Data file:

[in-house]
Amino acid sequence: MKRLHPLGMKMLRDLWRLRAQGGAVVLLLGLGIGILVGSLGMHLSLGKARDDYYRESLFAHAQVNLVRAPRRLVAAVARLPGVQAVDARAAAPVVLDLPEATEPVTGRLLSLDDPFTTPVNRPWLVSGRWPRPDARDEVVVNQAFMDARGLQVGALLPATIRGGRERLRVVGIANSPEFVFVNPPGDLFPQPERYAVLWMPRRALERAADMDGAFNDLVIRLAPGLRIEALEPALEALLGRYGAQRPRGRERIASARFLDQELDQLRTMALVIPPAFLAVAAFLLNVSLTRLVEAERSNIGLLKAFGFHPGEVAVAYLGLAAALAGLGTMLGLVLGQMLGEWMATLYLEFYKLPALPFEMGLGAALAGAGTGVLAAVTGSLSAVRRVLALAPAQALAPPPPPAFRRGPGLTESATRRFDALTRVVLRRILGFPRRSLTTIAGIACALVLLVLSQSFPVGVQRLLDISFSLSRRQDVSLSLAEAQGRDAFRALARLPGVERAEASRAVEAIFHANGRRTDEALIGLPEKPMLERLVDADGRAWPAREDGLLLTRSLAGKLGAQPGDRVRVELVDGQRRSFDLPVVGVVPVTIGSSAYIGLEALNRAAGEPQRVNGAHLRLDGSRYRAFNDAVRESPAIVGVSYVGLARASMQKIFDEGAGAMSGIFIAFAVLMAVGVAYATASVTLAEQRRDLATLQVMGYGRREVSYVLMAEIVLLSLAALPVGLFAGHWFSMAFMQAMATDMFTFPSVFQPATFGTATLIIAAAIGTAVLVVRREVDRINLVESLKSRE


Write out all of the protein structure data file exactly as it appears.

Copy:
[in-house]
Amino acid sequence: MKRLHPLGMKMLRDLWRLRAQGGAVVLLLGLGIGILVGSLGMHLSLGKARDDYYRESLFAHAQVNLVRAPRRLVAAVARLPGVQAVDARAAAPVVLDLPEATEPVTGRLLSLDDPFTTPVNRPWLVSGRWPRPDARDEVVVNQAFMDARGLQVGALLPATIRGGRERLRVVGIANSPEFVFVNPPGDLFPQPERYAVLWMPRRALERAADMDGAFNDLVIRLAPGLRIEALEPALEALLGRYGAQRPRGRERIASARFLDQELDQLRTMALVIPPAFLAVAAFLLNVSLTRLVEAERSNIGLLKAFGFHPGEVAVAYLGLAAALAGLGTMLGLVLGQMLGEWMATLYLEFYKLPALPFEMGLGAALAGAGTGVLAAVTGSLSAVRRVLALAPAQALAPPPPPAFRRGPGLTESATRRFDALTRVVLRRILGFPRRSLTTIAGIACALVLLVLSQSFPVGVQRLLDISFSLSRRQDVSLSLAEAQGRDAFRALARLPGVERAEASRAVEAIFHANGRRTDEALIGLPEKPMLERLVDADGRAWPAREDGLLLTRSLAGKLGAQPGDRVRVELVDGQRRSFDLPVVGVVPVTIGSSAYIGLEALNRAAGEPQRVNGAHLRLDGSRYRAFNDAVRESPAIVGVSYVGLARASMQKIFDEGAGAMSGIFIAFAVLMAVGVAYATASVTLAEQRRDLATLQVMGYGRREVSYVLMAEIVLLSLAALPVGLFAGHWFSMAFMQAMATDMFTFPSVFQPATFGTATLIIAAAIGTAVLVVRREVDRINLVESLKSRE